I see why this book is so important it grabs you like fish hooks and doesn't let go books almost 7 hours long feels like 40 minutes, and yet being placed in Auschwitz by this story feels like an eternity. the thing that grabbed me the most was a father and son with deformities was chosen their bodies to be boiled and their skeletons sent back to the Third Reich Museum as a deficiency example of their race and when the skeletons were removed from the iron tubs the prisoners thought it was meat being prepared for them and ate the Flesh not realizing it was flesh of the to humans until they were told later on I'll never forget that.

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  • Jeremy
  • 04-11-14

Most difficult book I've ever read...

Who would you have cast as narrator instead of Noah Michael Levine?

He was far too manly and brash to read this book...

Do you think Auschwitz needs a follow-up book? Why or why not?

Yes. It ends too abruptly.

3 people found this helpful

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  • Kindle Customer
  • 17-07-16

couldn't get through it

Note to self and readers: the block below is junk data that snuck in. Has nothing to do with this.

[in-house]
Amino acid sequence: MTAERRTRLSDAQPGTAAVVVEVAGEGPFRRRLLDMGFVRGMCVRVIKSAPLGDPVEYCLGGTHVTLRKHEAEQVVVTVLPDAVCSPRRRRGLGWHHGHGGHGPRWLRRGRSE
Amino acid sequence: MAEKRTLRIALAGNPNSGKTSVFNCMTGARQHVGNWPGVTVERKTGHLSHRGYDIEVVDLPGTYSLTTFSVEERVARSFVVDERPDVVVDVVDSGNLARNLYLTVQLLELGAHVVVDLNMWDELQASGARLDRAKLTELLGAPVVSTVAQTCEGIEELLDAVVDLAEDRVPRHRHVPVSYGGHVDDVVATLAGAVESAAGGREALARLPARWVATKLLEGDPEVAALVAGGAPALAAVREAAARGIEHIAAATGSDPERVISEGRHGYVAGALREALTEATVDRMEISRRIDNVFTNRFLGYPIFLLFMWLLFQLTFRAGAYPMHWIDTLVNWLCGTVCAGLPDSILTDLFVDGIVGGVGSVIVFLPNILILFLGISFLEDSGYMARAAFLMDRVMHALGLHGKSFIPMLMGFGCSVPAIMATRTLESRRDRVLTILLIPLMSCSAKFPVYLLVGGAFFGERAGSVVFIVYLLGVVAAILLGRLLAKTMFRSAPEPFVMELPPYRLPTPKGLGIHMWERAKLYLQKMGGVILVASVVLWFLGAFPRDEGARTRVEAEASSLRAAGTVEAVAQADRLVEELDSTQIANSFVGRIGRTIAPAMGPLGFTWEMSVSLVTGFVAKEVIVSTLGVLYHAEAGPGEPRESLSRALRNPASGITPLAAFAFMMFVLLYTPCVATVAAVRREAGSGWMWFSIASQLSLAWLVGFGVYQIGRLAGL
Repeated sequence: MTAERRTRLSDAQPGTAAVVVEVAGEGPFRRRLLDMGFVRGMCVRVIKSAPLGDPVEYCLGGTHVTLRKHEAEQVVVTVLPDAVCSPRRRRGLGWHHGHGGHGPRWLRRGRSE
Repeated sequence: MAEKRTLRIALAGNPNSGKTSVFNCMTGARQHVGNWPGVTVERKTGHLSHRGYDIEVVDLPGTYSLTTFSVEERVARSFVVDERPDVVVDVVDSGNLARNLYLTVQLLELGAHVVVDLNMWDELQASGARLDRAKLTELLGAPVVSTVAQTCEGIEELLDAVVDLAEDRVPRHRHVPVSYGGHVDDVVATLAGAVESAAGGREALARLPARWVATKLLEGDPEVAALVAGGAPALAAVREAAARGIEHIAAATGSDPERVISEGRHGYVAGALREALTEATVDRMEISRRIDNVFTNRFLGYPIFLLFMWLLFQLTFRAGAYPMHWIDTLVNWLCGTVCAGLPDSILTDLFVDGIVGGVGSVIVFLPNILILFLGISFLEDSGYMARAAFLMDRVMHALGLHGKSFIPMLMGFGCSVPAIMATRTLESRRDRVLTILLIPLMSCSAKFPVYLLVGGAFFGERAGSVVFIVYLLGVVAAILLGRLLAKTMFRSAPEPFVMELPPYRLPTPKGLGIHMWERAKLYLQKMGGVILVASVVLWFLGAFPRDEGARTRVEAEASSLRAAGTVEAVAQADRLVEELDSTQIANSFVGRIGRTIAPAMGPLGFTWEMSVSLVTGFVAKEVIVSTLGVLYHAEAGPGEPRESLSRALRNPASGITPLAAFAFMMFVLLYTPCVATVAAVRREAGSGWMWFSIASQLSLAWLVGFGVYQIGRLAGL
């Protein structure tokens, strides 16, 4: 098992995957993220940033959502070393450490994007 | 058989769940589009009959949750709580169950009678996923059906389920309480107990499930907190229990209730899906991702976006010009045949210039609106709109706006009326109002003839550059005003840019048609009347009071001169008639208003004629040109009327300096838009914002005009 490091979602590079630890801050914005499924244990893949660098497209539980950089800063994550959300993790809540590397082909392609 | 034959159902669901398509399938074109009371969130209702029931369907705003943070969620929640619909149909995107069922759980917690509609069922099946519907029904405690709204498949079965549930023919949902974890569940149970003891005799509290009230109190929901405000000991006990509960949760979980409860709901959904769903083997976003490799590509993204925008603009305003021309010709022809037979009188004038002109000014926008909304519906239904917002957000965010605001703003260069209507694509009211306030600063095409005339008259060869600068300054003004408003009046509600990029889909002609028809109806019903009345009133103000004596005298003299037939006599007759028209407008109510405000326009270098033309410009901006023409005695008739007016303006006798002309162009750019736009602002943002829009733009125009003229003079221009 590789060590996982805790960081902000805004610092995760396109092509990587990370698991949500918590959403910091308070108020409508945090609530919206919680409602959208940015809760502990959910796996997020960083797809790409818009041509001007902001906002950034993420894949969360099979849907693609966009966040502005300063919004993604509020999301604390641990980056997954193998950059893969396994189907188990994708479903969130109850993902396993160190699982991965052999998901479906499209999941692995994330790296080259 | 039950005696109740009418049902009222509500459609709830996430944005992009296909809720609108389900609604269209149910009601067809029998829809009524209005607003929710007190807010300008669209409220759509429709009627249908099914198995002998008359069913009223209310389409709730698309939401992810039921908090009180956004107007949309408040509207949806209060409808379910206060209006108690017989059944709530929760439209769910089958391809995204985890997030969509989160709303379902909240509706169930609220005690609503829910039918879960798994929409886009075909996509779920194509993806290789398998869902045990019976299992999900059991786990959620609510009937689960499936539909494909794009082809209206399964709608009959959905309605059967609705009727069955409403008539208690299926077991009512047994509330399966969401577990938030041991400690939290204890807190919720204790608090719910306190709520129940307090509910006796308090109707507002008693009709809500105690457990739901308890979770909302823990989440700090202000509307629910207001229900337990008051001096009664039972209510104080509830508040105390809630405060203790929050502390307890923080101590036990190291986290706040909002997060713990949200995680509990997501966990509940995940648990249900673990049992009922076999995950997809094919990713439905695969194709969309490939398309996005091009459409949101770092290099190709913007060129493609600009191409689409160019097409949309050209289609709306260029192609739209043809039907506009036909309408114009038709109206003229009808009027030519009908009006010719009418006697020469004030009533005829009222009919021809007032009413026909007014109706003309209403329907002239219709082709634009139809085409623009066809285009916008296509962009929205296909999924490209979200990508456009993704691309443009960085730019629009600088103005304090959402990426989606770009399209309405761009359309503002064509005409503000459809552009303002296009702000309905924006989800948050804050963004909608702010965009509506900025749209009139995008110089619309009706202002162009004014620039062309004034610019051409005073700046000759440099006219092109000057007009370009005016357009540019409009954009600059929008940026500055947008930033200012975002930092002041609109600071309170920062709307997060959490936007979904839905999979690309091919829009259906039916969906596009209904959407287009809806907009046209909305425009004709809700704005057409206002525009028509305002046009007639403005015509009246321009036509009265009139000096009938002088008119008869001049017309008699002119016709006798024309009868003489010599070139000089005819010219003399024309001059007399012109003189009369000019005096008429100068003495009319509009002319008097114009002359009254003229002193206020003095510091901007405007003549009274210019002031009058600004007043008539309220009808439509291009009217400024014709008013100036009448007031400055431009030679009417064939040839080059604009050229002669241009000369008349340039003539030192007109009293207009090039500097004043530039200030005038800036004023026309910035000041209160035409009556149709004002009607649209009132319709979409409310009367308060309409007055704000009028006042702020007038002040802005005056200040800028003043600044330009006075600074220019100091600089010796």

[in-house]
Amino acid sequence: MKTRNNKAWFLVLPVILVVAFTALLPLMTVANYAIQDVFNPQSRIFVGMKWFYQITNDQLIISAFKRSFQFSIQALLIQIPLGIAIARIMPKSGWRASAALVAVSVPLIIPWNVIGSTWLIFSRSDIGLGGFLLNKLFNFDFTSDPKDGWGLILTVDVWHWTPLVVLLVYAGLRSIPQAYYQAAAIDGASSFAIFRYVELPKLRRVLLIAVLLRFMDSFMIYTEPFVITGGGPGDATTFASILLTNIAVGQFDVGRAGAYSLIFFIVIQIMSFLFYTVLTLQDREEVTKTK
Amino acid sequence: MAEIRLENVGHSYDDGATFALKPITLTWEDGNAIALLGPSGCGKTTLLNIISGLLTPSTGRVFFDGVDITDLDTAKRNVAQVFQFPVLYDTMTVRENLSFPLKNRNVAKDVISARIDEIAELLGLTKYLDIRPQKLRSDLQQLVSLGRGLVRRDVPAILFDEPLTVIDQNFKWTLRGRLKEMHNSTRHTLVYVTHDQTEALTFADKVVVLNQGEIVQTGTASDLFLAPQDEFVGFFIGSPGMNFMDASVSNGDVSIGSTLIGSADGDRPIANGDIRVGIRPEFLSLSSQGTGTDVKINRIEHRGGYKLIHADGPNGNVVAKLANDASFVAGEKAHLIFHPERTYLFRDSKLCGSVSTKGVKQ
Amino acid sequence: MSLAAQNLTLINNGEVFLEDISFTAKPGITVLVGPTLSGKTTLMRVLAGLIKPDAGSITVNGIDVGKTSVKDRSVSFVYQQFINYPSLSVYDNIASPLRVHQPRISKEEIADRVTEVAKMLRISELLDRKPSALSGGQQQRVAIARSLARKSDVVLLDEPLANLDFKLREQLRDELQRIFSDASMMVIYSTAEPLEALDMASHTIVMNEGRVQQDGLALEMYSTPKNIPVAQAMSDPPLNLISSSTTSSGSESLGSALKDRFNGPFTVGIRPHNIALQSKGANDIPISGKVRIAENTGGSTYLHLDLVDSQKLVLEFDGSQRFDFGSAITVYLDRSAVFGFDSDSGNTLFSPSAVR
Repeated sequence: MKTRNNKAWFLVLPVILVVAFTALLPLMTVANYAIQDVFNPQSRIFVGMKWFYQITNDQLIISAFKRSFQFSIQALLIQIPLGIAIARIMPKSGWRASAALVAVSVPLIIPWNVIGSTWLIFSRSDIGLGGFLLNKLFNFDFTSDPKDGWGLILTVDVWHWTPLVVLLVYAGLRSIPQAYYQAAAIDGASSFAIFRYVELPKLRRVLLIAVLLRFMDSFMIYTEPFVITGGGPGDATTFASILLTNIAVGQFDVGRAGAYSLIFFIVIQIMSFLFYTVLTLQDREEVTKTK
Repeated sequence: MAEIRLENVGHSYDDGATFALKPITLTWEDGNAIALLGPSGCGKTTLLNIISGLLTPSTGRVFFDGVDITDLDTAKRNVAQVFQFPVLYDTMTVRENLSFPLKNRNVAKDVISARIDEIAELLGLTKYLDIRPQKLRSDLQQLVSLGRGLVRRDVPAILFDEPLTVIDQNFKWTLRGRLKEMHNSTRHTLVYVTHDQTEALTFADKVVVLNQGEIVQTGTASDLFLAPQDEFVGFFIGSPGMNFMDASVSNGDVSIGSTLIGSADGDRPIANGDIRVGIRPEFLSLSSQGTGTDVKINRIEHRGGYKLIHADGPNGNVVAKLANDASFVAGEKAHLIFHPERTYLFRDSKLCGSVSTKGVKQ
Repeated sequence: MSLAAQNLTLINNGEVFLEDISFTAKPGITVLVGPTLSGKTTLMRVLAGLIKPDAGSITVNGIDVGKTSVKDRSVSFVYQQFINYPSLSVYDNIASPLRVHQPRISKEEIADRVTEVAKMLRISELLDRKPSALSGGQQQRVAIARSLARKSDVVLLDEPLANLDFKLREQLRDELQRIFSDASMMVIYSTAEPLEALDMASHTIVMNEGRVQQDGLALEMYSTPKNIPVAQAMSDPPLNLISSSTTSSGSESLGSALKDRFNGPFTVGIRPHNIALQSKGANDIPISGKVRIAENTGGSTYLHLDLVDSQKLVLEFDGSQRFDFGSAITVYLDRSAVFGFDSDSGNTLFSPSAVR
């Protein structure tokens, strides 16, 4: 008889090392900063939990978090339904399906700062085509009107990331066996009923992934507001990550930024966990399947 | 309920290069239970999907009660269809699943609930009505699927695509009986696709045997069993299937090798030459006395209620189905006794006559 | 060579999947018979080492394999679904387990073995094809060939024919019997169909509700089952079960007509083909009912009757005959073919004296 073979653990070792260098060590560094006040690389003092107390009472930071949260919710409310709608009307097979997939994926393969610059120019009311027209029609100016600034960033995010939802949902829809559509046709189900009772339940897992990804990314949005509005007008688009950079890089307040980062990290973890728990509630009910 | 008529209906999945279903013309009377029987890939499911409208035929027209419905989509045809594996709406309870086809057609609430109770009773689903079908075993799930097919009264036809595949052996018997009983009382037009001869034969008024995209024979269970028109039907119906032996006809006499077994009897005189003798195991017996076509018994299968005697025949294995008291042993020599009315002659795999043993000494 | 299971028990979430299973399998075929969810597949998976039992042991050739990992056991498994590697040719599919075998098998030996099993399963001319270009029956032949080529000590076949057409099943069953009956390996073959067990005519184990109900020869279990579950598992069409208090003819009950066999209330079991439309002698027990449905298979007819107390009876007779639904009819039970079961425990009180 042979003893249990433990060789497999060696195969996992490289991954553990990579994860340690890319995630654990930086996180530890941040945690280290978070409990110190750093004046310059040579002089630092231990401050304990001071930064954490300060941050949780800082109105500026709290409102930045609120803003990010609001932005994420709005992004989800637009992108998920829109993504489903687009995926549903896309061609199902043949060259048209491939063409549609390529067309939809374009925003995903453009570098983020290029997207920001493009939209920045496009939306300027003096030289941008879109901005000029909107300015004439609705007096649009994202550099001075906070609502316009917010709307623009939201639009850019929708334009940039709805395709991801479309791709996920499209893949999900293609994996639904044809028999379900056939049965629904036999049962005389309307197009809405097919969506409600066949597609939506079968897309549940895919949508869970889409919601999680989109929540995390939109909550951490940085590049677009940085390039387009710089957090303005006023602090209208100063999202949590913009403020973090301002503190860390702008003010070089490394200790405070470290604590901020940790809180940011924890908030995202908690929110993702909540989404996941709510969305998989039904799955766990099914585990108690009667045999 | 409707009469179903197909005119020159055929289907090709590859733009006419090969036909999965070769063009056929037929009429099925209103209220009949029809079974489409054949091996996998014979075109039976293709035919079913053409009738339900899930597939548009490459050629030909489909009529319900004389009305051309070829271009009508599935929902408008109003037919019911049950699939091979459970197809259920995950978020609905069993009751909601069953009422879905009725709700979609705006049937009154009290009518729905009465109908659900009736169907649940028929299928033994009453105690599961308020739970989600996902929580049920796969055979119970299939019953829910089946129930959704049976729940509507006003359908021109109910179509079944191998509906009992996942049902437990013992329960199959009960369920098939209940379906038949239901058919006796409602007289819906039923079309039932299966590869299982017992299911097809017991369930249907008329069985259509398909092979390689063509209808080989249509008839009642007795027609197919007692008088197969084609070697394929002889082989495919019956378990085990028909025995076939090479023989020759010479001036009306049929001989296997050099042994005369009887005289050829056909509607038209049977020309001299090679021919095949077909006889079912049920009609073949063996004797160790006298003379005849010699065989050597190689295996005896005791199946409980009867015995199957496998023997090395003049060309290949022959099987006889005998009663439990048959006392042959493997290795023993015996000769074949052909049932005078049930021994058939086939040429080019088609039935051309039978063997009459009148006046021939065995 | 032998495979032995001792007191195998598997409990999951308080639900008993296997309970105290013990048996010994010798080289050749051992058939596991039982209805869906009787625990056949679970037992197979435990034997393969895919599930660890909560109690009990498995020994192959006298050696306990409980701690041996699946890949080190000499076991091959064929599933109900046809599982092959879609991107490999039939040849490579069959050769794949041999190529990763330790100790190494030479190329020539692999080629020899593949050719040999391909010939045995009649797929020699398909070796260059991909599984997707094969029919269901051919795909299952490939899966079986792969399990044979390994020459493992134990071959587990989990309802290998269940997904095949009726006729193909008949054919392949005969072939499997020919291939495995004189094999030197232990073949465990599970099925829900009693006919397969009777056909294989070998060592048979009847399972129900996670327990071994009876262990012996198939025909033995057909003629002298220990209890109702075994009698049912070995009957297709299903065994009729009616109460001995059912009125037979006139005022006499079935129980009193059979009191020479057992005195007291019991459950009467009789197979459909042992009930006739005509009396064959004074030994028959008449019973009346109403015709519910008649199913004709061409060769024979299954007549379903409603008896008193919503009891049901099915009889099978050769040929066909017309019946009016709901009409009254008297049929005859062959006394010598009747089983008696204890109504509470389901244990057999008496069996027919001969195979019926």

it's a great idea and part of history that MUST be told but listening to it was to difficult. it was harder than listening to a college professor teach quantum physics. I WANTED to finish it. I got to chapter 10 but despite the historical importance, it was written and narrated too boring.

2 people found this helpful

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  • Emmanuel
  • 09-09-15

Ghastly riveting!

Most informative. Ghastly portrait of man's inhumanity to man. Must read. An asset to history.

2 people found this helpful

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  • B Hart
  • 31-10-14

Narrator ruins book

Would you say that listening to this book was time well-spent? Why or why not?

No because I couldn't stand the one note narrator

Would you be willing to try another book from the authors? Why or why not?

Yes. I think the book is probably very good just couldn't get past the narrator so I coulndt listen to much of it

Who would you have cast as narrator instead of Noah Michael Levine?

Anyone

1 person found this helpful